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referenced tests, cloze tests, structured interviews), as well as portfolios that include both of these techniques. In addition, students are assessed in their native language to better determine their academic achievement and ensure appropriate coursework (Genesee and Hamayan, 1994). Information on student background characteristics, such as literacy in the home, parents' educational backgrounds, and previous educational experiences, is collected and provides essential information that helps put assessment results in context. Issues in Assessing Special Populations Very Young Second-Language Learners The assessment of young children's development in meaningful ways is already surrounded by a great deal of controversy and concern among the preschool education community because of the dearth of valid and reliable instruments for measuring all aspects of child development (Meisels, 1994). For these reasons, McLaughlin et al. (1995) recommend what they call "instructionally embedded assessment," in which teachers make a plan about what, when, and how to assess a child; collect information from a variety of sources, including observations, prompted responses, classroom products, and conversations with family members; develop a portfolio; write narrative summaries; meet with family and staff; and finally, use the information to inform curriculum development. And this is a recursive process that begins again once it has been completed for any individual child. An assessment system of this sort is, of course, extremely time-consuming and necessitates reform in several areas, including use of time, professional staff development, accountability, and relationships with parents. It may, however, be the only meaningful way teachers can assess very young second-language learners. Children with Disabilities The field still lacks instruments appropriate for assessing English-language learners with disabilities. A practical strategy may be to train assessment personnel in appropriate procedures for this population, including acceptable modifications or alternatives, rather than awaiting the development of norm-referenced instruments appropriate for English-language learners. The literature does identify several promising practices for assessing English-language learners with disabilities that may be useful as well for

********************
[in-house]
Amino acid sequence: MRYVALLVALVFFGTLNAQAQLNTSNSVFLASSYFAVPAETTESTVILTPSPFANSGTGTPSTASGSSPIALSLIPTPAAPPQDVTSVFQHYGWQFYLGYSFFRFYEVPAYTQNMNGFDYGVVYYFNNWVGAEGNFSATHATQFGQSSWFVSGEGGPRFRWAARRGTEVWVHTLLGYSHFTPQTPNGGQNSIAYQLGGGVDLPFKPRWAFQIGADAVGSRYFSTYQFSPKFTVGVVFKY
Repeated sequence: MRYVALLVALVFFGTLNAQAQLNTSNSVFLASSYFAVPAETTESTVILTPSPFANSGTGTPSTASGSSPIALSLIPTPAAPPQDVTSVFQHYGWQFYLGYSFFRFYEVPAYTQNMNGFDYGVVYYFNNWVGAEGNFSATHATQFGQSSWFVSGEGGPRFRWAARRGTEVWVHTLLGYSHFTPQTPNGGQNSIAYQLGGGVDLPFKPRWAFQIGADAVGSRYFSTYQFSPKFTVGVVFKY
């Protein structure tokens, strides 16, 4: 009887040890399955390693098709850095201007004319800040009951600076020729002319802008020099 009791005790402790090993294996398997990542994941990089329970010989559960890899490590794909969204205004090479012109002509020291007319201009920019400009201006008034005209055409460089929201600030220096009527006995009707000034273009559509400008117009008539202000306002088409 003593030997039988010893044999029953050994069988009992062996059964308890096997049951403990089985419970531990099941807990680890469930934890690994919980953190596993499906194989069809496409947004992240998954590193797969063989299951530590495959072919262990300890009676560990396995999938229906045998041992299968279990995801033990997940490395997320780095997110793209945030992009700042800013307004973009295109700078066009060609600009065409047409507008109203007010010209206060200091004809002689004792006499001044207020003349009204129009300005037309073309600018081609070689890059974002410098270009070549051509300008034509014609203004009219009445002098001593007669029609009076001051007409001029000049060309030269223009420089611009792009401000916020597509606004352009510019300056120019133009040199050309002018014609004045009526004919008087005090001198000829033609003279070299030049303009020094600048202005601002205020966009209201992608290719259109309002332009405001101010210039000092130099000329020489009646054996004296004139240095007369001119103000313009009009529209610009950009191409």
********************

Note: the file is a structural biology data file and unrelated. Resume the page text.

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inclusion of all English-language learners in local and state assessments. Durán (1989) recommends the use of dynamic assessment (e.g., Feuerstein's [1979] Learning Potential Assessment Device), which involves a test-train-test cycle during which a student's response to a criterion problem is evaluated, feedback is given to help improve performance, and the student is reassessed. Lewis (1991) recommends use of the Kaufman Assessment Battery for Children (KABC) because it separates the mental processing scores from the achievement scores, and includes a training component to ensure that the student understands the task. He suggests that this approach accommodates different cognitive processing styles, an advantage in assessing diverse cultural groups. Further, he claims that Feuerstein's dynamic assessment approach and the KABC are more advantageous than instruments like the Weschler Intelligence Scales for Children-Revised (WISC-R) because they deemphasize factual information and learned content and focus instead on problem-solving tasks. Because of the myriad of factors that must be considered in distinguishing linguistic and cultural differences from disabilities, ecological models of assessment are recommended so that learning problems will be examined in light of contextual variables affecting the teaching-learning process, including the interaction of teachers, students, curriculum, instructional variables, and so forth. Assessors must consider the student's native- and English-language skills, select appropriate measures for assessing skills across languages, and interpret outcomes considering factors such as the student's age and cultural and experiential background (Cloud, 1991). Standards-Based Reform The standards-based reform movement has major implications for English-language learners, especially in the area of assessment. Both Goals 2000 and the Improving America's Schools Act state explicitly that all students, including English-language-learners, are expected to attain high standards. For example, program accountability provisions in both Title I and Title VII are framed around the need to demonstrate that students in these programs are meeting state and local performance standards for all students. The demonstration of results has been a particularly complex issue for English-language learners because of the unavailability of assessments suited to their needs, as discussed previously. Issues of validity and reliability in assessing the subject matter knowledge and skills of English-language learners were discussed earlier in this